It's been a good two years since General Electric Vice Chairman John Rice famously promised to invest "$30 billion" into retooling GE into an industrial superpower again. Two years on -- and depending on how you define "industrial" -- the company's probably only halfway through fulfilling on that promise today. And GE's not done shopping yet.

This week, according to The Wall Street Journal, GE's gearing up to make one of its biggest acquisitions yet -- a potential $4 billion deal to capture Italian aerospace company Avio SpA.

Avio is currently majority-owned by European private equity firm Cinven, which bought its stake from Carlyle Group in 2006 for $3.3 billion. Cinven reportedly wanted to IPO Avio itself but found the markets unreceptive. As a result, it's now settling for a cash-out to GE, accepting a middling 21% profit on a deal six years old ... so about 3.5% profit per year.


So Avio hasn't been such a great investment for Cinven. Can GE do better?

Avio: It gives you wings!
To find out, let's start with the valuation. In addition to Cinven, Italy's Finmeccanica also owns part of Avio -- about 15%. Assuming this stake is not already part of the rumored $4 billion purchase price, then acquiring it might cost GE an extra $700 million or so, raising the total valuation on Avio up to $4.7 billion.

Now, Avio is said to have generated as much as $2.6 billion  in revenues last year. As a privately held company, it's hard to verify this figure. But if accurate, it suggests GE may have to pay 1.8 times annual sales to own all of Avio. That's slightly more than the 1.6 P/S ratio that GE's own shares currently command -- but is it too much to pay?

I don't think so, and I'll tell you why: Avio grew its aerospace sales by 16% last year. That's a nice growth rate, and especially so when you consider that GE's own revenues actually declined  last year. Not to put too fine a point on it, but if GE is worth 1.6 times sales with declining sales, it's not too much of a stretch to see why Avio might be worth a mere two-tenths of a point more when it's growing sales at a double-digit clip.

The more so when you consider that Avio's faster-growing revenues are also more profitable than GE's. According to data taken from Dun & Bradstreet, Avio earned an operating profit margin of about 11.3% in 2011. That's a good 1.6 percentage points better than the 9.7% operating margin that GE is currently earning.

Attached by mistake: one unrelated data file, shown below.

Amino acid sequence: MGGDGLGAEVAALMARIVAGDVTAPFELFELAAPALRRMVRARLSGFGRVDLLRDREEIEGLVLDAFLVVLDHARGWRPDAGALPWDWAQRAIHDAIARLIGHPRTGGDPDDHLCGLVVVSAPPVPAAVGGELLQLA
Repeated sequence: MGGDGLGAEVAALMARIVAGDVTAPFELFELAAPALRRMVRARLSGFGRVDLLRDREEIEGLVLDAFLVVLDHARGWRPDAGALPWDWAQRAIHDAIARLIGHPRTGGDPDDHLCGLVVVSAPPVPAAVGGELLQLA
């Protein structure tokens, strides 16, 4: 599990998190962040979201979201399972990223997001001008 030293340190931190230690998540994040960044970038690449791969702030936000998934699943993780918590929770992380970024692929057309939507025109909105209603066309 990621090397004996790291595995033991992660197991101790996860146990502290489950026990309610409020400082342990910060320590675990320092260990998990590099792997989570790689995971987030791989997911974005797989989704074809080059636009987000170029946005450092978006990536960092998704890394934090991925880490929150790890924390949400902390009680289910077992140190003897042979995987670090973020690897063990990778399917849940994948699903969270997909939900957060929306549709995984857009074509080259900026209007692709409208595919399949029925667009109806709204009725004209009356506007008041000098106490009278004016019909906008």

Foolish final thought(s)
So this could turn out to be a very good deal for GE and its shareholders -- and not only for GE. Avio, you see, is already a GE partner and helps the company build engines  for Boeing's 777 and 787 jetliners. Now Boeing, as you may recall, had a bit of trouble getting its supply chain in order on the 787 recently. So by taking Avio in-house, GE will be shortening Boeing's supply chain by precisely one link, helping to keep costs under control, and helping to ensure that part arrive on time.

On the other hand, this deal could be bad news for GE rival United Technologies , which also builds engines, and which has also partnered with Avio in the past. By taking its partner in-house, GE will make it just a little bit harder for UTC to do business.

And if GE can do this while goosing its own growth rate a bit, and raking in a little bit more profit on each revenue dollar collected ... so much the better.

For GE, the recent financial crisis struck a blow, but management took advantage of the market's dip to make strategic bets in energy. If you're a GE investor, you need to understand how these bets could drive this company to become the world's infrastructure leader. At the same time, you need to be aware of the threats to GE's portfolio. To help, we're offering comprehensive coverage for investors in a premium report on General Electric, in which our industrials analyst breaks down GE's multiple businesses. You'll find reasons to buy or sell GE, and you'll receive continuing updates as major events unfold during the year. To get started, click here now.

The article Will This GE Deal Take Flight? originally appeared on Fool.com.

Fool contributor Rich Smith has no positions in the stocks mentioned above. The Motley Fool owns shares of General Electric. Try any of our Foolish newsletter services free for 30 days. We Fools don't all hold the same opinions, but we all believe that considering a diverse range of insights makes us better investors. The Motley Fool has a disclosure policy.

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